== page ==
The earliest records of the place can be found in Hindu religious texts: Upanishads. Originally it was known as Banaras and eventually got the name Varanasi. The city has also been a hub of arts and culture. Many great literary figures have birthed in the city or have been fascinated by its magic. Not only literature, but Varanasi also has had an impact on the course Indian music has taken.
Varanasi hasn't yet been listed in UNESCO'S heritage cities but it is of umpteen value to the Indian consciousness. The city however graces another UNESCO list that recognizes cities that have had an influence on world music. Varanasi has always been a center for education and that legacy is continued through Banaras Hindu University, Asia's largest university.
Keywords: Varanasi, Hindu city, UP, India, Heritage cities, UNESCO
By Prakhar Patidar
Ahmedabad, the capital city of Gujarat, is the only other heritage city of India apart from Jaipur to grab a spot on the UNESCO list of world heritage. It was the first city of India to be included in the list. Set on both sides of the Sabarmati River, Ahmedabad is the largest city in Gujarat.
Ahmedabad is a beautiful cocktail of ancient architecture and masterful urban planning. On the eastern side of the river is the old town that boasts mosques and buildings that were built hundreds of years ago. The neighborhood is marked by pols that signify the ancient system of community-based housing. In the olden times, the city was also guarded by a wall on all sides with 12 points of entry. Today, only these gates remain standing. The foundation of the city was laid in the 11th century by the Solanki dynasty.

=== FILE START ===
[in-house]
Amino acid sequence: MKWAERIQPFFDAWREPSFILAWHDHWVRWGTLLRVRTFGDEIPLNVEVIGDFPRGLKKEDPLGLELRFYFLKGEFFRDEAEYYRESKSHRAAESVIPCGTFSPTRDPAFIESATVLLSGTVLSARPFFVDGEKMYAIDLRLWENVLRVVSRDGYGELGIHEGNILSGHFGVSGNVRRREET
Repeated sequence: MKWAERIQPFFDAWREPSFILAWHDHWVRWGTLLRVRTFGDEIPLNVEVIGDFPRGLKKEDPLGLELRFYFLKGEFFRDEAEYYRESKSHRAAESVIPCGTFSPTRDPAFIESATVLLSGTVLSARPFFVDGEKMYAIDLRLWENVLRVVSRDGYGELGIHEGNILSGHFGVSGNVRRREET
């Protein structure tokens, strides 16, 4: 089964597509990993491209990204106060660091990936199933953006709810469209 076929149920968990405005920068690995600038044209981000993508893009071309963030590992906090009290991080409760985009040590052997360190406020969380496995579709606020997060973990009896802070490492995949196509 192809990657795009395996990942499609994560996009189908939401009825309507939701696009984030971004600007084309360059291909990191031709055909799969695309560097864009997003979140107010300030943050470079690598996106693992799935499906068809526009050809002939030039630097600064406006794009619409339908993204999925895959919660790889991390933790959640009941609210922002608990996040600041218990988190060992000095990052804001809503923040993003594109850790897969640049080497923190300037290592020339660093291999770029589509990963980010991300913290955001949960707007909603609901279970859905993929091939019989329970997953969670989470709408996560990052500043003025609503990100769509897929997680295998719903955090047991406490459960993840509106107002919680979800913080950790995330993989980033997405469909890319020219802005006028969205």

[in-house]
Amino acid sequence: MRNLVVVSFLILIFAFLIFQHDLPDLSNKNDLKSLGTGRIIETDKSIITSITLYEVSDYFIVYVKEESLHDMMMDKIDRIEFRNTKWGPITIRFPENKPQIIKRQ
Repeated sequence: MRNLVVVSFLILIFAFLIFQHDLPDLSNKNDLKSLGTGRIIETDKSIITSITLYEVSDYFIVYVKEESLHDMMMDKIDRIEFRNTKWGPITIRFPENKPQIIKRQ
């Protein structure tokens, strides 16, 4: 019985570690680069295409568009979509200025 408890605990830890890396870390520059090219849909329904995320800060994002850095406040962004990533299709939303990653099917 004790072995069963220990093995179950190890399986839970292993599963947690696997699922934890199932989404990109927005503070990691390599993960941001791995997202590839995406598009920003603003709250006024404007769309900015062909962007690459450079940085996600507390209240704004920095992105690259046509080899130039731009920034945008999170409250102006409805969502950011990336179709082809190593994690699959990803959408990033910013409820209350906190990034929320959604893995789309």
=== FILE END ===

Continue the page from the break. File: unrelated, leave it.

Till 1411, the city was ruled by king Karandev I, the Solanki ruler, and was called Karnavati. After it was conquered by Sultan Ahmad Shah, the name was changed to Ahmedabad. It is under Ahmad Shah's rule Ahmedabad adopted a unique artistic style that took inspiration from earlier Indian traditions of art and that of Persian architecture.
The result of this was the development of a unique Indo-Saracenic style that is evident in the architecture from that era. The city expanded and enjoyed the status of being the royal capital for 162 years till the Independent Sultanate of Gujarat was sustained. There was a decline in the city's prosperity under the Mughal rule due to weak kingship. In the 18th century, the city came under the wing of the Maratha kingdom, ruled under the joint jurisdiction of the Peshwas and the Gaekwads.
On the western side is the urban part of the city speedily moving towards metropolitan developments. Because of a highly active port and flourishing textile industry, Ahmedabad also earned the title of 'Manchester of East. During the freedom struggle, the city attained newfound importance as the center point of all Gandhian activities.
Karnavati later named Ahmedabad, has seen the rise and fall of various democracies and has been the heart of India's freedom struggle. From this rich history, the city has weaved for itself a beautiful cultural fabric that vouches for Ahmedabad's heritage status.
Keywords: Ahmedabad, Gujarat, history, heritage cities